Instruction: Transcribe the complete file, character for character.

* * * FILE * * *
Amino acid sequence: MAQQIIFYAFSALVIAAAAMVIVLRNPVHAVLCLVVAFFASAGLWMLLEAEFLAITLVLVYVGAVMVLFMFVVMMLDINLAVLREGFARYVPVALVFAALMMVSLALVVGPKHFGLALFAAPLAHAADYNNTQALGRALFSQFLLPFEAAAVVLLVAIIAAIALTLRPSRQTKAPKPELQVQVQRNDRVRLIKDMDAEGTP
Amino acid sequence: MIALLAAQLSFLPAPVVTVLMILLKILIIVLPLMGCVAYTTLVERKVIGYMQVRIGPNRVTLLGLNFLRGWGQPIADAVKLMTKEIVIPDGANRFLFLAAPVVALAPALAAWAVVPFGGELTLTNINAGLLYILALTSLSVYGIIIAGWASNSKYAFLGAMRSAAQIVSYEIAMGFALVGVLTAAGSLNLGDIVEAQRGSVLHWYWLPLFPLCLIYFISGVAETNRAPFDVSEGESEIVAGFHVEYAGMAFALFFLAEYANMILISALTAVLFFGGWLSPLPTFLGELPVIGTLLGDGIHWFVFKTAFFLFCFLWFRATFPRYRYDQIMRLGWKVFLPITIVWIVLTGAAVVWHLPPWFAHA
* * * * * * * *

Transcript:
Amino acid sequence: MAQQIIFYAFSALVIAAAAMVIVLRNPVHAVLCLVVAFFASAGLWMLLEAEFLAITLVLVYVGAVMVLFMFVVMMLDINLAVLREGFARYVPVALVFAALMMVSLALVVGPKHFGLALFAAPLAHAADYNNTQALGRALFSQFLLPFEAAAVVLLVAIIAAIALTLRPSRQTKAPKPELQVQVQRNDRVRLIKDMDAEGTP
Amino acid sequence: MIALLAAQLSFLPAPVVTVLMILLKILIIVLPLMGCVAYTTLVERKVIGYMQVRIGPNRVTLLGLNFLRGWGQPIADAVKLMTKEIVIPDGANRFLFLAAPVVALAPALAAWAVVPFGGELTLTNINAGLLYILALTSLSVYGIIIAGWASNSKYAFLGAMRSAAQIVSYEIAMGFALVGVLTAAGSLNLGDIVEAQRGSVLHWYWLPLFPLCLIYFISGVAETNRAPFDVSEGESEIVAGFHVEYAGMAFALFFLAEYANMILISALTAVLFFGGWLSPLPTFLGELPVIGTLLGDGIHWFVFKTAFFLFCFLWFRATFPRYRYDQIMRLGWKVFLPITIVWIVLTGAAVVWHLPPWFAHA